Cyperus esculentus L.
Nut grass, yellow nut grass, yellow nutsedge
Yellow nut grass is native to North America, Europe, and Asia. Depending upon who you ask, it is an annoying weed, a treat whose tubers are to eaten raw or roasted, an attractive wild plant, a source of feed for livestock, or an ingredient for a Spanish drink called Horchata.
Identification: The stiff grasslike blades of this plant often lift it up to 35" (90 cm) high, so it is easy to notice, but it is the yellow-brown flower spikes that really stand out. Like tangled bottle brushes, they emerge in stiff clusters 2-3" (5-7.6 cm) long, whose color and shape is distinctive. As with most other sedges, stems are triangular in shape. Individual flower spikelets are ½-¾" (1.3-1.9 cm) long. The clusters are surrounded by four stiff grasslike bracts, neatly positioned at 90° angles from each other.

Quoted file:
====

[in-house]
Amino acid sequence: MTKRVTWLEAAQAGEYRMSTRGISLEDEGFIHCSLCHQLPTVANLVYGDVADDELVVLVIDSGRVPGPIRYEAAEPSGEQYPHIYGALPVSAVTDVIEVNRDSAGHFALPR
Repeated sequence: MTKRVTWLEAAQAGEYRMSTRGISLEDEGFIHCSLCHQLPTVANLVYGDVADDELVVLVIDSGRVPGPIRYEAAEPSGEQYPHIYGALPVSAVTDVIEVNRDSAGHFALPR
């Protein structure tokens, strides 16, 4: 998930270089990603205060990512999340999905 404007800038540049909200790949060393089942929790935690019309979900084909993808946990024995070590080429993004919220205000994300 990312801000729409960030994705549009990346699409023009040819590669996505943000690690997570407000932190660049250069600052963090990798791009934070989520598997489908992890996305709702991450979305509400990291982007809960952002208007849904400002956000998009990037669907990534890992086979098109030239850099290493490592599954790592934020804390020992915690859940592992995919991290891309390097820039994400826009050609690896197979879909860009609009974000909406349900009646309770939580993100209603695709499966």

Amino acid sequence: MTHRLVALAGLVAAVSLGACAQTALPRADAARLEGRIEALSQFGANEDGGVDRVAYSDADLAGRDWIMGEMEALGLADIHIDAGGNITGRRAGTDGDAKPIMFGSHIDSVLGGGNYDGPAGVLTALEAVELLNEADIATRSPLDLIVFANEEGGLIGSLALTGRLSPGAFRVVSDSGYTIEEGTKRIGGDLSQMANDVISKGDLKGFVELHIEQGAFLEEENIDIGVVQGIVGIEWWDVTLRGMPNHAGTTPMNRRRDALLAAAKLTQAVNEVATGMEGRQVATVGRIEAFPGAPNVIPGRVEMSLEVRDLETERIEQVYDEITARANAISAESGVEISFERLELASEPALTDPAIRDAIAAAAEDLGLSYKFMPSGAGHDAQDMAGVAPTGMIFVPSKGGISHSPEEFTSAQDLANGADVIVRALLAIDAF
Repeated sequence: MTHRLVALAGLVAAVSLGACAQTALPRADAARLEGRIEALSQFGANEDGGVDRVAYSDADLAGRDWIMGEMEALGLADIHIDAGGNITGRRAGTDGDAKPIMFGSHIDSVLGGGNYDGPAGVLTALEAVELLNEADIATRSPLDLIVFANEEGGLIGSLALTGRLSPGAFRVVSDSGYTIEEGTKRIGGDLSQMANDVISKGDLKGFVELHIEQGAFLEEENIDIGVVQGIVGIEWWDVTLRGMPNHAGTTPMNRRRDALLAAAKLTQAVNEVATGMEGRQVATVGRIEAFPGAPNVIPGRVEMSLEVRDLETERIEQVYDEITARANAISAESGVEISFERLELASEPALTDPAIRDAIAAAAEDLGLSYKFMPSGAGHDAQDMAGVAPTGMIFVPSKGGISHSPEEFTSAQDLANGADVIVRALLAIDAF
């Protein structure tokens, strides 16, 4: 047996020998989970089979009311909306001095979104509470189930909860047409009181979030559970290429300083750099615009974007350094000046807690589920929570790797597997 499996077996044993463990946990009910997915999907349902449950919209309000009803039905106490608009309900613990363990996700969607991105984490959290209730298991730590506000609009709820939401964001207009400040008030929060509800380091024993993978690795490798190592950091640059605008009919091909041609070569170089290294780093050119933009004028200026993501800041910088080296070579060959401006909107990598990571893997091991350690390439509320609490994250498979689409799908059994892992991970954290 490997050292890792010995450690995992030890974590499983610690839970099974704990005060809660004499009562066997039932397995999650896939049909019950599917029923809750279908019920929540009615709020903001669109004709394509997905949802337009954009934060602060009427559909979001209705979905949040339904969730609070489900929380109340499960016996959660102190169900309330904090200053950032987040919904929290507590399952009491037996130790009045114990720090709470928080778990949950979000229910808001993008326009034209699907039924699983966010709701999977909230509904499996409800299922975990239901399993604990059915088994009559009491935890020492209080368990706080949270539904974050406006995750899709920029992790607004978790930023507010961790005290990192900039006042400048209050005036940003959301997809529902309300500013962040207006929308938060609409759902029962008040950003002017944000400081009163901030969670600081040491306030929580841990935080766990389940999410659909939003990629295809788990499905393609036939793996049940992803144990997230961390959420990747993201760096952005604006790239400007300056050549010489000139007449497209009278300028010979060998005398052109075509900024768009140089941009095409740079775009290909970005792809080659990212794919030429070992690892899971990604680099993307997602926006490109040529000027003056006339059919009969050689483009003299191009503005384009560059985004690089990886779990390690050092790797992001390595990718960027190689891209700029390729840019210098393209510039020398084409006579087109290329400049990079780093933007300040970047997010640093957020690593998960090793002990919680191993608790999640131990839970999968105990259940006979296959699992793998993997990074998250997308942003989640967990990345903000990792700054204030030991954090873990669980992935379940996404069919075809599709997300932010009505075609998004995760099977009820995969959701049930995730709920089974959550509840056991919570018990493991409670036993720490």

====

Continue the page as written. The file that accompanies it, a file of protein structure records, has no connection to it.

Edibility: These perennial plants have edible roots called “nuts,” said to have a slightly sweet, nutty flavor. Cultivated varieties have been used for food since ancient Egyptian times. Today many areas of the world use them for animal or human food, as a flavoring for soft drinks, or for various medicinal purposes.
Cyperus esculentus at Illinois Wildflowers
Cyperus esculentus on WikiBooks.org
Cyperus esculentus University of California Statewide Integrated Pest Management Program
Cyperus esculentus on Wikipedia
Cyperus esculentus on the Virginia Tech Weed Identification Guide
Cyperus esculentus at the University of Florida Institute of Food and Agricultural Sciences
Cyperus esculentus description by Thomas H. Kent, last updated 25 May 2020.